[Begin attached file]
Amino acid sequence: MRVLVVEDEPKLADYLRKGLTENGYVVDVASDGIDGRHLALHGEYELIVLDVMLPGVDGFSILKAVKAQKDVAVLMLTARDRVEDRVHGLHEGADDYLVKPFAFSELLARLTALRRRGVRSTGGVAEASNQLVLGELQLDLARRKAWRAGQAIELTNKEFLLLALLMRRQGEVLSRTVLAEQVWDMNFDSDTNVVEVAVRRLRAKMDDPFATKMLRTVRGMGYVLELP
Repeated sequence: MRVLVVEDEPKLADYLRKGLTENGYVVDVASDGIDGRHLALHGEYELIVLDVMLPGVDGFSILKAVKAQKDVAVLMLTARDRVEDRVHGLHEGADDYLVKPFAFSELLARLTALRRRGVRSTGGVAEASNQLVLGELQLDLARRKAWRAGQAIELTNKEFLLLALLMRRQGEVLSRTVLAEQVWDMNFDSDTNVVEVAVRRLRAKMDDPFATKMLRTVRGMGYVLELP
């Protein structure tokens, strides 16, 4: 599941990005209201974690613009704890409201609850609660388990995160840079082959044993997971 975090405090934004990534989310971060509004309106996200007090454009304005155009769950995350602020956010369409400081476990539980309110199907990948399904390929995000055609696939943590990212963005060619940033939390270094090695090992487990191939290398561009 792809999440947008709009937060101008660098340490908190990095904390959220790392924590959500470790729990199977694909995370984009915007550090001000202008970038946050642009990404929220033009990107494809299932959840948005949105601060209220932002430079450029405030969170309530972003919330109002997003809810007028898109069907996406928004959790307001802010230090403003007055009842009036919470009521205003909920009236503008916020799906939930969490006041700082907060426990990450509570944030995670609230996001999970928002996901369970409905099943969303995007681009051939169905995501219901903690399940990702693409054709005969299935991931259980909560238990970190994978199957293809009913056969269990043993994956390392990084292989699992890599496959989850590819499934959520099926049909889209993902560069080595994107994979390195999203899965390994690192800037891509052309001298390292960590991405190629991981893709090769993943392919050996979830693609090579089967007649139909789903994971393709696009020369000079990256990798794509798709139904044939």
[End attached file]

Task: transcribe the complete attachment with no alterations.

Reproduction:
Amino acid sequence: MRVLVVEDEPKLADYLRKGLTENGYVVDVASDGIDGRHLALHGEYELIVLDVMLPGVDGFSILKAVKAQKDVAVLMLTARDRVEDRVHGLHEGADDYLVKPFAFSELLARLTALRRRGVRSTGGVAEASNQLVLGELQLDLARRKAWRAGQAIELTNKEFLLLALLMRRQGEVLSRTVLAEQVWDMNFDSDTNVVEVAVRRLRAKMDDPFATKMLRTVRGMGYVLELP
Repeated sequence: MRVLVVEDEPKLADYLRKGLTENGYVVDVASDGIDGRHLALHGEYELIVLDVMLPGVDGFSILKAVKAQKDVAVLMLTARDRVEDRVHGLHEGADDYLVKPFAFSELLARLTALRRRGVRSTGGVAEASNQLVLGELQLDLARRKAWRAGQAIELTNKEFLLLALLMRRQGEVLSRTVLAEQVWDMNFDSDTNVVEVAVRRLRAKMDDPFATKMLRTVRGMGYVLELP
């Protein structure tokens, strides 16, 4: 599941990005209201974690613009704890409201609850609660388990995160840079082959044993997971 975090405090934004990534989310971060509004309106996200007090454009304005155009769950995350602020956010369409400081476990539980309110199907990948399904390929995000055609696939943590990212963005060619940033939390270094090695090992487990191939290398561009 792809999440947008709009937060101008660098340490908190990095904390959220790392924590959500470790729990199977694909995370984009915007550090001000202008970038946050642009990404929220033009990107494809299932959840948005949105601060209220932002430079450029405030969170309530972003919330109002997003809810007028898109069907996406928004959790307001802010230090403003007055009842009036919470009521205003909920009236503008916020799906939930969490006041700082907060426990990450509570944030995670609230996001999970928002996901369970409905099943969303995007681009051939169905995501219901903690399940990702693409054709005969299935991931259980909560238990970190994978199957293809009913056969269990043993994956390392990084292989699992890599496959989850590819499934959520099926049909889209993902560069080595994107994979390195999203899965390994690192800037891509052309001298390292960590991405190629991981893709090769993943392919050996979830693609090579089967007649139909789903994971393709696009020369000079990256990798794509798709139904044939």